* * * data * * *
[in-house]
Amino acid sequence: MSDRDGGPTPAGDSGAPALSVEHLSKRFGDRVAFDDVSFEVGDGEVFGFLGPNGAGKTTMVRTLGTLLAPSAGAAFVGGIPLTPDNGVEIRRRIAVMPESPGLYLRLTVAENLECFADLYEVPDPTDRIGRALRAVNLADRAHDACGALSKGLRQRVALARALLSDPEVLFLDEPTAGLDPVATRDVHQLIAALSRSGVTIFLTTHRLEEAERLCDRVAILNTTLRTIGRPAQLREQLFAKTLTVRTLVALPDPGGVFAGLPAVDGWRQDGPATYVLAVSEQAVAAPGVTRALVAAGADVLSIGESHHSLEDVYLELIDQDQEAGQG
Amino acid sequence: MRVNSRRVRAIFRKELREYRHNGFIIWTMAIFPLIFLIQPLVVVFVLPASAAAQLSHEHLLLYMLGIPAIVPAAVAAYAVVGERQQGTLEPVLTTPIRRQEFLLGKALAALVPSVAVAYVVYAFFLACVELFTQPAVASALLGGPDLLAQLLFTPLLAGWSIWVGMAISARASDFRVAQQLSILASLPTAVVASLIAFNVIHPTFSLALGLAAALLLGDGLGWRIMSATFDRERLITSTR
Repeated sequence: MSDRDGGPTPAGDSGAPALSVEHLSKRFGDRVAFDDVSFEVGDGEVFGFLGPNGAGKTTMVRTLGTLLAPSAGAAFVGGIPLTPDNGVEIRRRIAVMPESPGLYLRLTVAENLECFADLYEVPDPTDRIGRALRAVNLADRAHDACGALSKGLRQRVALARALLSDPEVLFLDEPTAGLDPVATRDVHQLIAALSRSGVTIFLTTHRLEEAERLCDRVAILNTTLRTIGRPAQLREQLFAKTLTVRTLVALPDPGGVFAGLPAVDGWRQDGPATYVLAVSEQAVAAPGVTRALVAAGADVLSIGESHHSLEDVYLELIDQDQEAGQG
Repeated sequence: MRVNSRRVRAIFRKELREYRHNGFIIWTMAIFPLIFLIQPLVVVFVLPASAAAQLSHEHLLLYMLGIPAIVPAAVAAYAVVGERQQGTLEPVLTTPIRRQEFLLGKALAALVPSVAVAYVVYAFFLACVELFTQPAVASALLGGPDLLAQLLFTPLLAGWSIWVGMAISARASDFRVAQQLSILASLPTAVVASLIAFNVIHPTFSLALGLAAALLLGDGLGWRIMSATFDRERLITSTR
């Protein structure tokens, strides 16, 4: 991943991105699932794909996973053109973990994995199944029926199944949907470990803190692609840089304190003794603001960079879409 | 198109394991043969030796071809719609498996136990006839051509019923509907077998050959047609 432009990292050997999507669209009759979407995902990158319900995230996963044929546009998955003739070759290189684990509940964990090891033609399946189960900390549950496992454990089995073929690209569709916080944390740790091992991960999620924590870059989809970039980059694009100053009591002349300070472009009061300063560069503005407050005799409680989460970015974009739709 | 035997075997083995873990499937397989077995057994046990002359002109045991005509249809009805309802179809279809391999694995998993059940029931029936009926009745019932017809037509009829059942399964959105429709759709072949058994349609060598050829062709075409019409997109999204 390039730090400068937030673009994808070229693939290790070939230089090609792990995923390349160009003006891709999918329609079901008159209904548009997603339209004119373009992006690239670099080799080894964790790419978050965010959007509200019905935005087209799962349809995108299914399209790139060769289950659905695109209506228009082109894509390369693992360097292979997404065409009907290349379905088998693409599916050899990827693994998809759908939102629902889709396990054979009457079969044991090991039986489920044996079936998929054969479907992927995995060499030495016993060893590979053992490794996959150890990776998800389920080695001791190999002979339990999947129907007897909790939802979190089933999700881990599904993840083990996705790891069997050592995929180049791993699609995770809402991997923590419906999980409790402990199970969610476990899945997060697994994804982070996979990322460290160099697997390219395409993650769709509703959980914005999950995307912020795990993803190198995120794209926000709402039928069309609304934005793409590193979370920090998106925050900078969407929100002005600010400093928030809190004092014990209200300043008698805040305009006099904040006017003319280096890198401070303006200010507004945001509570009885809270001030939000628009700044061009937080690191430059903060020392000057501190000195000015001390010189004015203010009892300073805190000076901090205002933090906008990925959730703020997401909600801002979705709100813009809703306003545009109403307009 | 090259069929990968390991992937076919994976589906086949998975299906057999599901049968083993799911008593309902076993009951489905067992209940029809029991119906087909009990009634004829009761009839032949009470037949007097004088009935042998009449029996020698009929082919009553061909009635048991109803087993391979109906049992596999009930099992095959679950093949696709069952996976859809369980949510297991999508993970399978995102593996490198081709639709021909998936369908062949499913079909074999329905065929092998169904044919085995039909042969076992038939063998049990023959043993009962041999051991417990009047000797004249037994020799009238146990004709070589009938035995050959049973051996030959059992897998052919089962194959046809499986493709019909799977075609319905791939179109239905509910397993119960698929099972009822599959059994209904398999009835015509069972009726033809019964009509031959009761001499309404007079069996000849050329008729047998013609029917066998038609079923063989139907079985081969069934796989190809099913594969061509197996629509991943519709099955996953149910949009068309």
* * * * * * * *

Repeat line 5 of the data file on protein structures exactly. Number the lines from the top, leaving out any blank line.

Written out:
Repeated sequence: MRVNSRRVRAIFRKELREYRHNGFIIWTMAIFPLIFLIQPLVVVFVLPASAAAQLSHEHLLLYMLGIPAIVPAAVAAYAVVGERQQGTLEPVLTTPIRRQEFLLGKALAALVPSVAVAYVVYAFFLACVELFTQPAVASALLGGPDLLAQLLFTPLLAGWSIWVGMAISARASDFRVAQQLSILASLPTAVVASLIAFNVIHPTFSLALGLAAALLLGDGLGWRIMSATFDRERLITSTR